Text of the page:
Test-Driven iOS: Dependency Injection

Reading Time: 2 minutes

In the last Test-Driven iOS post, we talked about setting up our code and test files to allow unit testing on storyboarded apps. I mentioned  that an extension of that setup could be used to take control of dependency injection inside of our apps. We’ll talk about that today.


Suppose our ExampleViewController required a service to make a network call:

public class ExampleViewController: UIViewController {
var dependableService: DependableService
@IBOutlet var someTextLabel: UITextLabel!
class func loadFromStoryboard(
dependableService: DependableService) -> ExampleViewController {
let controller = UIStoryboard(name:"Main", bundle:NSBundle(forClass:self))
as! ExampleViewController
controller.dependableService = dependableService
return controller
required public init?(coder aDecoder: NSCoder) {
self.dependableService = AppEnvironment.sharedEnvironment.dependableService

Here, we want to inject our DependableService. There are two methods featured above: the loadFromStoryboard() class method that we introduced last time and an initializer, which extends an initializer provided by the UIViewController class.

When the OS instantiates this view controller, it does so by using the initializer that you see above. This allows us to use it to set a field variable for our service from a shared environment that we set up for our app.

class AppEnviroment: NSObject {
static let sharedEnvironment = AppEnviroment()
let dependableService:DependableService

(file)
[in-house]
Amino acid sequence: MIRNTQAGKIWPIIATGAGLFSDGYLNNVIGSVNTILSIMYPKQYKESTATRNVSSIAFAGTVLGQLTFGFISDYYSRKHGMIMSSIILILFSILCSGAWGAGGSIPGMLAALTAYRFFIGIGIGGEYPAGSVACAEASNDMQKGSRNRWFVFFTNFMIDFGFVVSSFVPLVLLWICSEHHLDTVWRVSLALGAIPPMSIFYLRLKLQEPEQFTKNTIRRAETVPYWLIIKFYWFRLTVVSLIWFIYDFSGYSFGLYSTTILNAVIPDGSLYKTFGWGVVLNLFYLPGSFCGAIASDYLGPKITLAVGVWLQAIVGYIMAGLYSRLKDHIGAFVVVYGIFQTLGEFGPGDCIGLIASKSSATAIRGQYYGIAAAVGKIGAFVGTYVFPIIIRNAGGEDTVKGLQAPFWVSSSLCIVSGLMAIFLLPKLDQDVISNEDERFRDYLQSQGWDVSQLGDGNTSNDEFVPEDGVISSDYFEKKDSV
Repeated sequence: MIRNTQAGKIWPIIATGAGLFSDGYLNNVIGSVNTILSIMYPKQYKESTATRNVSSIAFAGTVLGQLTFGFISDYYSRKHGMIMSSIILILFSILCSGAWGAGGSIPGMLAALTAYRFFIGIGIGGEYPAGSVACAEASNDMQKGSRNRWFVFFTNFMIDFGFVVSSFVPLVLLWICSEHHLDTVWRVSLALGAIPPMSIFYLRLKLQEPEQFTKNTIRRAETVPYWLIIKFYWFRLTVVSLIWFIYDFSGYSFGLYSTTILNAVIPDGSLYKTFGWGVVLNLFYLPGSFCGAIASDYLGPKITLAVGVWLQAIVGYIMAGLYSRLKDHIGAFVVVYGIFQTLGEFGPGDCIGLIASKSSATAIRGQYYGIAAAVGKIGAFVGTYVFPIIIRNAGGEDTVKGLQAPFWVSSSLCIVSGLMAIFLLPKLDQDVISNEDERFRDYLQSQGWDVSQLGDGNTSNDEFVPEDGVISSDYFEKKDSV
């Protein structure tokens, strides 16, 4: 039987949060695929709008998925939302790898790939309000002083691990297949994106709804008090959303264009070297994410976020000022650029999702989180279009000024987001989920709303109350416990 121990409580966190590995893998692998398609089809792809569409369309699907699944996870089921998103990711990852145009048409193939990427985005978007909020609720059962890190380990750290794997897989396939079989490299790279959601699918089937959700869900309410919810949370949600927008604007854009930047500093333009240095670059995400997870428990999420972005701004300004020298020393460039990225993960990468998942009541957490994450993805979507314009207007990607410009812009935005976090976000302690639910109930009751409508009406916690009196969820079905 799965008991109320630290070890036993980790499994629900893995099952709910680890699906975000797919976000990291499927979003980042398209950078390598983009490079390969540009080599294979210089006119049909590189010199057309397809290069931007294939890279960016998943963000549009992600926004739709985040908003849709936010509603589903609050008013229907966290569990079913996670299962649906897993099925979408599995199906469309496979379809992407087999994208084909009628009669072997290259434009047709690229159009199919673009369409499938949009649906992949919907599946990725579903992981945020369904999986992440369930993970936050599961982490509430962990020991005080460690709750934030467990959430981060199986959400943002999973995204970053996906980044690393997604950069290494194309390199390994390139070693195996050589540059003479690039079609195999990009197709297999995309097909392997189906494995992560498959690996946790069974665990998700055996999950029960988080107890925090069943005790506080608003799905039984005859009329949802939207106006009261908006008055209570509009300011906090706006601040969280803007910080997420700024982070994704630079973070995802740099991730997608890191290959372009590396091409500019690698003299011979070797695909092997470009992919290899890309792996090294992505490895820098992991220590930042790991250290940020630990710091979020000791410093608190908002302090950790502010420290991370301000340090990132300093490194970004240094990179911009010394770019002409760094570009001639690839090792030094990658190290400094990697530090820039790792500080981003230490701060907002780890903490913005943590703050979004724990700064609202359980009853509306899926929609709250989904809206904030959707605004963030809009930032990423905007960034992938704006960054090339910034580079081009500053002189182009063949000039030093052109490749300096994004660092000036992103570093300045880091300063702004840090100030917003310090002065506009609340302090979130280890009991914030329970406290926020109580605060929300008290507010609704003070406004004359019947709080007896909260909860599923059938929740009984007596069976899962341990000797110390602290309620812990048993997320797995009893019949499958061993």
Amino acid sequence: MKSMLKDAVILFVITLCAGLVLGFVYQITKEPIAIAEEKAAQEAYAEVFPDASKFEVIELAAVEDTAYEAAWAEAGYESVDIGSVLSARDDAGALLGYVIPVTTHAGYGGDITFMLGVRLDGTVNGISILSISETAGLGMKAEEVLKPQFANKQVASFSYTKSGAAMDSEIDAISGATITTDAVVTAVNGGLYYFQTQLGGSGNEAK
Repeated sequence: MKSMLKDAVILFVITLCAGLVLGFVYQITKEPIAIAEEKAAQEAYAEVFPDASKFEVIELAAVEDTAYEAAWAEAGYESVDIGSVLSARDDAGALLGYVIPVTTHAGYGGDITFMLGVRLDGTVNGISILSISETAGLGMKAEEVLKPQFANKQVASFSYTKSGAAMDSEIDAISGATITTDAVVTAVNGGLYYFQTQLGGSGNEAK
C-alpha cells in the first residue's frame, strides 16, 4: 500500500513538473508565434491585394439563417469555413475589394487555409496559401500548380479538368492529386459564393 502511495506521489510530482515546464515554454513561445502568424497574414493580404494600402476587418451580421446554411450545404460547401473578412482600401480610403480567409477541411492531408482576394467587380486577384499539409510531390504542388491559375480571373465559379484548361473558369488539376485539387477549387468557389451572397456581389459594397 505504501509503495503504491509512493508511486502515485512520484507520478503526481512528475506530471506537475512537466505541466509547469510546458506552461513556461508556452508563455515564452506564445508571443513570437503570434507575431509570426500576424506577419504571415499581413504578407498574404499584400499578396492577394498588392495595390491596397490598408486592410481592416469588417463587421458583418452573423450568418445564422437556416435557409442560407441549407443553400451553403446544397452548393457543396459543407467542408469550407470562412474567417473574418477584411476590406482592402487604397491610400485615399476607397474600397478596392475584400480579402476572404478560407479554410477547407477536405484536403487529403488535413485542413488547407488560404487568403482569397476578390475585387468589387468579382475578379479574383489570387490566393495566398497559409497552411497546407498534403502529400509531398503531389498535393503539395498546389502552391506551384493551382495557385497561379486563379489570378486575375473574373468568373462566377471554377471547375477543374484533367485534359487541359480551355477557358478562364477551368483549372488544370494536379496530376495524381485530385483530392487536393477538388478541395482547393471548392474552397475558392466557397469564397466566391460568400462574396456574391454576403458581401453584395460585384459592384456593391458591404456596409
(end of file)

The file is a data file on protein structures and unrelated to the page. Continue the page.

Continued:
override init() {
self.dependableService = DependableService()

That same field variable is set to the parameter value we have added to loadFromStoryboard(). In our tests, we will call the loadFromStoryboard() method directly, so the initializer that gets our service from the shared environment is never hit. Instead, we can set up a fake version of our service like so:

class ExampleViewControllerTest: XCTestCase {
class FakeDependableService: DependableService {
var lastRequestParameter: String?
var stubbedResponse: DependableResponse?
init() {
self.lastRequestParameter = ""
self.stubbedResponse = nil
override func attemptCall(param: String?) -> Future<DependableResponse> {
self.lastRequestParameter = param
return Future(success: stubbedResponse!)
var dependableService = FakeDependableService()
func testClickCallButton_makesCallToService_successResponse() {
dependableService.stubbedResponse = DependableResponse.Success("You win!")
let controller = ExampleViewController.loadFromStoryboard(dependableService)
assertThat(controller.view, present())
UIWindow.present(viewController: controller) { () in
assertThat(dependableService.lastRequestParameter, presentAnd(equalTo("Do I win?")))
assertThat(controller.presentedViewController, presentAnd(instanceOf(NextViewController)))

And then we can use it to assert that we interacted with that service the way that we expected.

It’s worth noting that Swinject can be used to handle dependency injection for you. I have found its setup to be no less cumbersome than writing a minimal solution like this one. That having been said, the framework may be more suitable if you have more complex dependency injection requirements.

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